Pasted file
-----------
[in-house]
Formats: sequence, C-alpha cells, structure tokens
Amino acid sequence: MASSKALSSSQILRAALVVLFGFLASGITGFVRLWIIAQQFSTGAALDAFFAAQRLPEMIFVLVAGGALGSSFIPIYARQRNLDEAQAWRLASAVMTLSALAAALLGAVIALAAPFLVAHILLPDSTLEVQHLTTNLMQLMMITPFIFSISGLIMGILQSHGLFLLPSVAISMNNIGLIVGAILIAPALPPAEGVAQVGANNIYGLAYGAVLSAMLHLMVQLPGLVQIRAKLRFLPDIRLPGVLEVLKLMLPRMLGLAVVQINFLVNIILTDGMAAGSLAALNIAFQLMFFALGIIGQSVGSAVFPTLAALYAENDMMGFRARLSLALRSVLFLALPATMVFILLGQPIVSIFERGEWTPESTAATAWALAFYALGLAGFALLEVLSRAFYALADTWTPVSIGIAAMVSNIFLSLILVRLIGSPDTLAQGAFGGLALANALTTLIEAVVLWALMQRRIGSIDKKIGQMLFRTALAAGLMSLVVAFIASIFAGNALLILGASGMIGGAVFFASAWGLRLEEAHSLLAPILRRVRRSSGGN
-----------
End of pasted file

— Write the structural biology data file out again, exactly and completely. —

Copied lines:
[in-house]
Formats: sequence, C-alpha cells, structure tokens
Amino acid sequence: MASSKALSSSQILRAALVVLFGFLASGITGFVRLWIIAQQFSTGAALDAFFAAQRLPEMIFVLVAGGALGSSFIPIYARQRNLDEAQAWRLASAVMTLSALAAALLGAVIALAAPFLVAHILLPDSTLEVQHLTTNLMQLMMITPFIFSISGLIMGILQSHGLFLLPSVAISMNNIGLIVGAILIAPALPPAEGVAQVGANNIYGLAYGAVLSAMLHLMVQLPGLVQIRAKLRFLPDIRLPGVLEVLKLMLPRMLGLAVVQINFLVNIILTDGMAAGSLAALNIAFQLMFFALGIIGQSVGSAVFPTLAALYAENDMMGFRARLSLALRSVLFLALPATMVFILLGQPIVSIFERGEWTPESTAATAWALAFYALGLAGFALLEVLSRAFYALADTWTPVSIGIAAMVSNIFLSLILVRLIGSPDTLAQGAFGGLALANALTTLIEAVVLWALMQRRIGSIDKKIGQMLFRTALAAGLMSLVVAFIASIFAGNALLILGASGMIGGAVFFASAWGLRLEEAHSLLAPILRRVRRSSGGN